A 30-year-old Gravida 5 Para 3 homemaker with a 4-day-old baby was referred from Federal Medical Centre on account of 1 week history of facial swelling. There was the previous history of toothache and swelling throughout the history of pregnancy. She had spontenous vagianal delivering at home. The weight of the baby was 1.5 kg (case 1) [Figure 3]a. Another patient, a 35-year-old Gravida 4 para 4 homemaker with a 1-week-old neonate presented (2 months after case 1) with 5 days history of facial and neck swelling that was preceded by 1-week history of toothache. The pain was associated with a headache and fever. She went into labour during this period of a toothache and neck swelling and put to bed at home through spontaneous vaginal delivery. The weight of the baby at presentation was 1.8 kg (case 2) [Figure 4]a. Both babies were transferred to the special care baby unit (SCBU) for management. Both mothers presented with respiratory rates >28 cpm and temperature >38°C. There was bilateral submandibular and submental diffuse swelling in both patients with left infra-temporal space extension in Case 2. Packed cell volumes were 20% and 25%, respectively. Incision and decompression with the extraction of offending teeth were done in both patients under local anesthesia. Both patients were placed on IV ceftraizone 1 g 12 h and IV metronidazole 500 mg 8 h for 5 days. The disease condition was complicated by necrotizing fasciitis (NF) [Figure 3]b with worsening clinical condition and bilateral pitting pedal edema up to the knee in case 3. Medication was subsequently changed to rocephin 2 g 12 h. However, patient did not procure them due to financial reasons. She passed away 5 days postadmission. Case 4 also had NF [Figure 4]b and daily dressing continued with no further events.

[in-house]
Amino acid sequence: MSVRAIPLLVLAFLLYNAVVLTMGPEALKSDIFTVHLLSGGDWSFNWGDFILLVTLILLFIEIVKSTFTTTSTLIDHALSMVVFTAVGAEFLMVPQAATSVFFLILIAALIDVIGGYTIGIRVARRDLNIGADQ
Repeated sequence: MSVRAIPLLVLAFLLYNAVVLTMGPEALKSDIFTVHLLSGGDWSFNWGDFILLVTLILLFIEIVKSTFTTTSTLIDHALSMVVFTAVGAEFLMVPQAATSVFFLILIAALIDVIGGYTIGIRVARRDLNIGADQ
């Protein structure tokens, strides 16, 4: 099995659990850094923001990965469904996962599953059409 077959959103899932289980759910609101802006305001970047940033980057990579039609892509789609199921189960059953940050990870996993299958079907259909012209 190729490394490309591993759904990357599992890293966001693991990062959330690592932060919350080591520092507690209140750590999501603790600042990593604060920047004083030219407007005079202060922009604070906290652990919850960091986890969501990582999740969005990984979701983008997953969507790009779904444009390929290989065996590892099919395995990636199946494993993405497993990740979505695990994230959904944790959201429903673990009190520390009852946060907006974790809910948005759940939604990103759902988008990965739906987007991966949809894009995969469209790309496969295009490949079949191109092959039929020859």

Figure 3:(a) Clinical photograph of patient (case 3) with bilateral submandibular swelling with raised tongue. (b) Clinical photograph of patient (case 3) with necrotizing fasciitis